As a nation, we’re doing a better job at getting more kids into college. Where we could use some improvement is helping them graduate.
Since 1970, college enrollment has grown nearly 35 percent. Yet completion rates have been flat, according to Complete College America, a national nonprofit working to change those figures. The organization wants to influence state policymakers to remove obstacles and redesign academic delivery to accelerate graduation rates.
Today, the group is hosting a gathering in Nashville, Tenn., with representatives from 22 states to hash out ideas about how to graduate more students from college. The charter members who joined the Alliance of States pledged to set completion goals, develop action plans, and share common measures of progress in improving college graduation rates. At the Inaugural Convening, which will take place through tomorrow, the group will discuss college readiness, remediation efforts, funding, and faster pathways to degrees.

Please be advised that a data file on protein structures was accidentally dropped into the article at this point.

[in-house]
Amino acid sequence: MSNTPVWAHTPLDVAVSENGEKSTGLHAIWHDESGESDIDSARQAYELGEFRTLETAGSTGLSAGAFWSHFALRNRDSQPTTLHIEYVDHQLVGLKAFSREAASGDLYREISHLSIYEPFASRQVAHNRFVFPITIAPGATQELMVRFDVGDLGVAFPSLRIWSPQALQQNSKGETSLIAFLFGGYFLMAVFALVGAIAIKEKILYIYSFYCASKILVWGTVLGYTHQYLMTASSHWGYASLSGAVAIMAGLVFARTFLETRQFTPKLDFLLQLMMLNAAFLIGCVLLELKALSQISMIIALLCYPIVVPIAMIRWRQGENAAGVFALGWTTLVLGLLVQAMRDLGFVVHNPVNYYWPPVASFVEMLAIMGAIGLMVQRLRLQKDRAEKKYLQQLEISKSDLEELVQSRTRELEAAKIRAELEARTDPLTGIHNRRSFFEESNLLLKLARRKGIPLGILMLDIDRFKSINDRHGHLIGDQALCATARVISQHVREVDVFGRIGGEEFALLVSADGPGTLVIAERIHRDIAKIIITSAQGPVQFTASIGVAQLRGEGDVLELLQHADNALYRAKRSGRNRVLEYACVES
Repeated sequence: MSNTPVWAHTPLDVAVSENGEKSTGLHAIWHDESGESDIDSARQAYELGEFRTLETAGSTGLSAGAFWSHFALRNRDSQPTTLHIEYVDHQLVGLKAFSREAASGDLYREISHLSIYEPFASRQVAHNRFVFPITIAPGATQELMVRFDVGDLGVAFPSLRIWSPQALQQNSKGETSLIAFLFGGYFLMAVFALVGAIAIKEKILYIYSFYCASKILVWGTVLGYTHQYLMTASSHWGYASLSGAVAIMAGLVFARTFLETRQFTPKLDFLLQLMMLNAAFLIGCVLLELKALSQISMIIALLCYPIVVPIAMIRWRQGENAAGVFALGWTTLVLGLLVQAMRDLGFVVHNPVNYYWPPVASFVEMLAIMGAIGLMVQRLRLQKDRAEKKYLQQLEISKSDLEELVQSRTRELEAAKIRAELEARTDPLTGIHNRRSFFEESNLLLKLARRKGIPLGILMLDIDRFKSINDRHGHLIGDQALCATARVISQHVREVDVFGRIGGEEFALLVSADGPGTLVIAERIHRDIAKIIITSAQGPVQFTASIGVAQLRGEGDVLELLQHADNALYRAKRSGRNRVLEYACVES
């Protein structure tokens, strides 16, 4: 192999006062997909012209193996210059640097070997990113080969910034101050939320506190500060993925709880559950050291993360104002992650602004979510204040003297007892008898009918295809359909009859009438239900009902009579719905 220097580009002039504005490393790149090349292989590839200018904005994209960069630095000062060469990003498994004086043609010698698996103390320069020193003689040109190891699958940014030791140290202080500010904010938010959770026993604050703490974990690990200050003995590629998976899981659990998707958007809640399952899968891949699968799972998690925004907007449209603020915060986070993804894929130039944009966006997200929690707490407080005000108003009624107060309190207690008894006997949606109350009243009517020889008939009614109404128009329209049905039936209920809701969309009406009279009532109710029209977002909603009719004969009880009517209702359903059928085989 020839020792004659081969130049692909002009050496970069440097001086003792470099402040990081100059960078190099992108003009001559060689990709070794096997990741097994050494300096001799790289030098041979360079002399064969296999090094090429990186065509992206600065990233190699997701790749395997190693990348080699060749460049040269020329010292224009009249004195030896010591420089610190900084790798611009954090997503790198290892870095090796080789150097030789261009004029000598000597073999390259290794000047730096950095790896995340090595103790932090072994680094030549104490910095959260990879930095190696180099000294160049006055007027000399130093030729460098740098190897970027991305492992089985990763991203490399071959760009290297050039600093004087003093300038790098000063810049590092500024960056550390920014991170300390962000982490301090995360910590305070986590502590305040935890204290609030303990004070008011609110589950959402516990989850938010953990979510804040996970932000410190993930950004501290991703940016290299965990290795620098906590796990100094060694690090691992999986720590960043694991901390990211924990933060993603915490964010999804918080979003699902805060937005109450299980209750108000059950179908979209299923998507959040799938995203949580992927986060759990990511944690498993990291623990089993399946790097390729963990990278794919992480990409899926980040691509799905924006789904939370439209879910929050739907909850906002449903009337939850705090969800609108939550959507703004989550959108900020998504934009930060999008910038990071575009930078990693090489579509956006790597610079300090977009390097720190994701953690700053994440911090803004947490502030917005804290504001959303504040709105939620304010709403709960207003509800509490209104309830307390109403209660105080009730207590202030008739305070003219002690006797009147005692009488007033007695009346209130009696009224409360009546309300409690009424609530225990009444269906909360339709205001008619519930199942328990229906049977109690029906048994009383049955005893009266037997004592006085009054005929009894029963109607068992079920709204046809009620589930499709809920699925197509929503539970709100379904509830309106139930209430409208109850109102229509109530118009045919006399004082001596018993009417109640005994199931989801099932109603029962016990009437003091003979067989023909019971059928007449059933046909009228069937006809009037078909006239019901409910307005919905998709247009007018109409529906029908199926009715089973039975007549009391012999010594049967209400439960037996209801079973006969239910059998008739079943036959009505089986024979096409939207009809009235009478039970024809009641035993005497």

It’s important work. In just 10 years, more than 60 percent of all new jobs will require a college education and only about half of students who start four-year degrees graduate within six years, the organization notes. Which states will lead the way?
A version of this news article first appeared in the College Bound blog.